Only a few weeks since my dad's passing,  I found myself incredibly busy with the tasks that come with death of a loved one.  Between moving into my new place in Denver along with taking care of some things in Santa Fe, I realized I had not been on the water since mid October.  I think Kassie also noticed my change in attitude with everything going on, so as she walked out the door yesterday, she told me, "Whatever you do, get outside today.  Even if you don't go fishing, get out there."  I knew that was what I needed, and knew my dad would be happy to see me out there again. 

I waited until Charlies Flybox opened, and stopped in to chat with Greg Garcia about the current hatches on S. Boulder Creek.  As I expected, small midges, beatis and possibly some BWO's would come off if it warmed up enough.  Regardless, it was nice to be back in the fly shop and talking the talk with fellow fisherman.  I headed out toward Walkers Ranch Loop, and was at the trail head around 11am and on the water with the first colorful rainbow tugging not more than 25 minutes and 10 casts later.  Water temps were chilly, registering at 42 degrees, but the sun was trying its hardest to stay above the canyon's rim.
About to drop down to the river

Spotted some deer on the side of the trail
I got on the water a little upstream from where the trail meets the river, instead of hiking downstream like I typically do.   Even with the water temps low, the fish I was spotting were set up in the shallow water, both in the shade and sun, and seemed to be feeding actively even though I had not seen a bug.  I tried a few different setups, but quickly found that they were interested in the flashy beadheads and small egg patterns.  Olive micromays, beadhead pheasants and poison tungs size 18-22 were getting more love than the natural baetis and midge patterns I was using.  I also grabbed a couple of fish on some a rainbow warrior.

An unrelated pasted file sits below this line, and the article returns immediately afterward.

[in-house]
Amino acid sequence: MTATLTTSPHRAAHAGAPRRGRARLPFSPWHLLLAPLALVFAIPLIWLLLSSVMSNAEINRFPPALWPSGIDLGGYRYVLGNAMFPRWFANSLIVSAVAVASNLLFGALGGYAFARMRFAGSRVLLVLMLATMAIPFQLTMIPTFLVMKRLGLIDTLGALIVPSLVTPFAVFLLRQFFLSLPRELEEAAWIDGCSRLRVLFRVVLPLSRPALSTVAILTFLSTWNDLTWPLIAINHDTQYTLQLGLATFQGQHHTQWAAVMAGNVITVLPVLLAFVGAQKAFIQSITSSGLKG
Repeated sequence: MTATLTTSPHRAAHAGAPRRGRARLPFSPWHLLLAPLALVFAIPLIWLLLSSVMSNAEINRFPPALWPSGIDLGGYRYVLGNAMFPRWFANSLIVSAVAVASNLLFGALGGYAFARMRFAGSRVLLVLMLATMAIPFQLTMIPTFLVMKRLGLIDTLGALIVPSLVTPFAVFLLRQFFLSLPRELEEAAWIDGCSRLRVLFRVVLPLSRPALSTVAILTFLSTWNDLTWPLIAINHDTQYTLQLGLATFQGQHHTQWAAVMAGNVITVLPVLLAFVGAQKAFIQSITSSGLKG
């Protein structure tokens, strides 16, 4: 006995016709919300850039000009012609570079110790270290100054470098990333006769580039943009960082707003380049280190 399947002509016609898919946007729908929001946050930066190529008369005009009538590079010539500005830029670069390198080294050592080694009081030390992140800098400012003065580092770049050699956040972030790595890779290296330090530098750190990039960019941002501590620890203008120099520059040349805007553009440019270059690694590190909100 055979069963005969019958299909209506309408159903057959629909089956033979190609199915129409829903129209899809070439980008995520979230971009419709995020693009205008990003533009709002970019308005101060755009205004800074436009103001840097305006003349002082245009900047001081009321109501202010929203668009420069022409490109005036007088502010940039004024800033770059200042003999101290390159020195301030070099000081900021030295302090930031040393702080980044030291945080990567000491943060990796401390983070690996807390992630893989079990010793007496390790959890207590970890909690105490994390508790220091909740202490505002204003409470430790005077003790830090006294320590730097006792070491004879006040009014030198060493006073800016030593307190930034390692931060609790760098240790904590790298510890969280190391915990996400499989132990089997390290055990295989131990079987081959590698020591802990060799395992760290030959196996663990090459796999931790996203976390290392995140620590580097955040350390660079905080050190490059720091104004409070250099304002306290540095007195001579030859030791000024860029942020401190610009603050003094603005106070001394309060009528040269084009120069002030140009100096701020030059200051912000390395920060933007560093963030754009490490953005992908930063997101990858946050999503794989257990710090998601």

I tried a few dries with no luck.  Some fish rose from the depths to appear interested, but would only take the dropper.  The double dropper nymph rig outperformed the dry dropper, so I chose to stick with that. 

Enjoying a cold one celebrating the first one in the net

Colorful rainbow in deep holding water

Awesome patterned brownie from shallow fast water

The largest fish I coaxed to the net came in around 13", but they were all brilliantly colored and full of fight.  I was very surprised to see how active they were considering how cold the water and air temps were.  As I worked my way up the canyon, I had to bust the ice out of the eyelets on my rod about every 10 minutes.  I only came across two other anglers, so as long as you can brave a little bit of cold, the fish are very willing to tug on your line with little to no pressure from other fisherman. 

A day on the river was exactly what I needed to reflect on all that my dad provided me through the years.  Growing up fishing with him, I can't help but think of all of the good times we shared stomping around Questa and Red River, NM, chasing browns, rainbows and cutties.  Dad, thank you for everything, I truly appreciate it and will miss you more than you can imagine. 

I can't wait to get back out there and grab some more fish.  I will be heading down to the family cabin early next week to check the progress of the building and will hopefully wet some line.  I suggest you all should do the same!

Nice pocket water with hungry fish waiting in every likely place!

Thursday, November 10, 2011

More to come next week...

I apologize for the lack of postings.  The last month has been rough as I spent a lot of it in the hospital with my dad.  He passed on October 23rd.  I can only think back to my love of fly fishing being what it is due to my dad.  He will be dearly missed and will always be there with me when I have that rod in my hand.